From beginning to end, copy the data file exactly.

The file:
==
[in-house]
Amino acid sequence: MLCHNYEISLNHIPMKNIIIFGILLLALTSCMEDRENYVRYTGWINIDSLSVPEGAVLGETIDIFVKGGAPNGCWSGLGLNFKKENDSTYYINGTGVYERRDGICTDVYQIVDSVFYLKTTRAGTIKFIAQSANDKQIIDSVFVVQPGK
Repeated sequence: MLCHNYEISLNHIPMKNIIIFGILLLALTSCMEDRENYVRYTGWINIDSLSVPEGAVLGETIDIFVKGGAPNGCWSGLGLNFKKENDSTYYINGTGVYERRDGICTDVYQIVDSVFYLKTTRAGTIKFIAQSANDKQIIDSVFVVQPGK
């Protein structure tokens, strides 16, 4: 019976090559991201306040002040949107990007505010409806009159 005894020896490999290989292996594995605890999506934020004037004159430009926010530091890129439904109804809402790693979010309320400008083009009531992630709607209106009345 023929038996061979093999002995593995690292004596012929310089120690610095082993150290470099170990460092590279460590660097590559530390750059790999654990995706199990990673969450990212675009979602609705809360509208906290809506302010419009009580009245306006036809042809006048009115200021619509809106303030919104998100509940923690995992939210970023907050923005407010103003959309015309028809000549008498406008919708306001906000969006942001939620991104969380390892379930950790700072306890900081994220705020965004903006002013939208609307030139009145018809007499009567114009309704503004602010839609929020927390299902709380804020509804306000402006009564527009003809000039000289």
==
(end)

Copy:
[in-house]
Amino acid sequence: MLCHNYEISLNHIPMKNIIIFGILLLALTSCMEDRENYVRYTGWINIDSLSVPEGAVLGETIDIFVKGGAPNGCWSGLGLNFKKENDSTYYINGTGVYERRDGICTDVYQIVDSVFYLKTTRAGTIKFIAQSANDKQIIDSVFVVQPGK
Repeated sequence: MLCHNYEISLNHIPMKNIIIFGILLLALTSCMEDRENYVRYTGWINIDSLSVPEGAVLGETIDIFVKGGAPNGCWSGLGLNFKKENDSTYYINGTGVYERRDGICTDVYQIVDSVFYLKTTRAGTIKFIAQSANDKQIIDSVFVVQPGK
């Protein structure tokens, strides 16, 4: 019976090559991201306040002040949107990007505010409806009159 005894020896490999290989292996594995605890999506934020004037004159430009926010530091890129439904109804809402790693979010309320400008083009009531992630709607209106009345 023929038996061979093999002995593995690292004596012929310089120690610095082993150290470099170990460092590279460590660097590559530390750059790999654990995706199990990673969450990212675009979602609705809360509208906290809506302010419009009580009245306006036809042809006048009115200021619509809106303030919104998100509940923690995992939210970023907050923005407010103003959309015309028809000549008498406008919708306001906000969006942001939620991104969380390892379930950790700072306890900081994220705020965004903006002013939208609307030139009145018809007499009567114009309704503004602010839609929020927390299902709380804020509804306000402006009564527009003809000039000289």